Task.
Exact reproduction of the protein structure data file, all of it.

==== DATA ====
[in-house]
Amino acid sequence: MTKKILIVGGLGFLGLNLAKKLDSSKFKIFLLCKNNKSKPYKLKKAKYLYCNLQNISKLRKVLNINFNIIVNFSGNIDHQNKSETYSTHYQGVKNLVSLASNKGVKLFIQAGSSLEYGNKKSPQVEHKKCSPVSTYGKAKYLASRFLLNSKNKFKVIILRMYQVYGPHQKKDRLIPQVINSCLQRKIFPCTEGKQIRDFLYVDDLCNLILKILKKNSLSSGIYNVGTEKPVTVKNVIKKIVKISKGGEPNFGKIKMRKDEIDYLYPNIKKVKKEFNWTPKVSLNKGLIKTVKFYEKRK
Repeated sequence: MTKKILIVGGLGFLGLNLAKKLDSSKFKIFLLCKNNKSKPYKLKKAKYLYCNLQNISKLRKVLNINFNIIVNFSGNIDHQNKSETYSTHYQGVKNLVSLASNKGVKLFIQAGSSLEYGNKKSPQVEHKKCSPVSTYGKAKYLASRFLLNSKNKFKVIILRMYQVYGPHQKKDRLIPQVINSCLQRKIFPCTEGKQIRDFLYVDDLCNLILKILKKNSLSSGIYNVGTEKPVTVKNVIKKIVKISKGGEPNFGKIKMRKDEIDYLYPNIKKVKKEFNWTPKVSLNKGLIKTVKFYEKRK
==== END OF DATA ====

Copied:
[in-house]
Amino acid sequence: MTKKILIVGGLGFLGLNLAKKLDSSKFKIFLLCKNNKSKPYKLKKAKYLYCNLQNISKLRKVLNINFNIIVNFSGNIDHQNKSETYSTHYQGVKNLVSLASNKGVKLFIQAGSSLEYGNKKSPQVEHKKCSPVSTYGKAKYLASRFLLNSKNKFKVIILRMYQVYGPHQKKDRLIPQVINSCLQRKIFPCTEGKQIRDFLYVDDLCNLILKILKKNSLSSGIYNVGTEKPVTVKNVIKKIVKISKGGEPNFGKIKMRKDEIDYLYPNIKKVKKEFNWTPKVSLNKGLIKTVKFYEKRK
Repeated sequence: MTKKILIVGGLGFLGLNLAKKLDSSKFKIFLLCKNNKSKPYKLKKAKYLYCNLQNISKLRKVLNINFNIIVNFSGNIDHQNKSETYSTHYQGVKNLVSLASNKGVKLFIQAGSSLEYGNKKSPQVEHKKCSPVSTYGKAKYLASRFLLNSKNKFKVIILRMYQVYGPHQKKDRLIPQVINSCLQRKIFPCTEGKQIRDFLYVDDLCNLILKILKKNSLSSGIYNVGTEKPVTVKNVIKKIVKISKGGEPNFGKIKMRKDEIDYLYPNIKKVKKEFNWTPKVSLNKGLIKTVKFYEKRK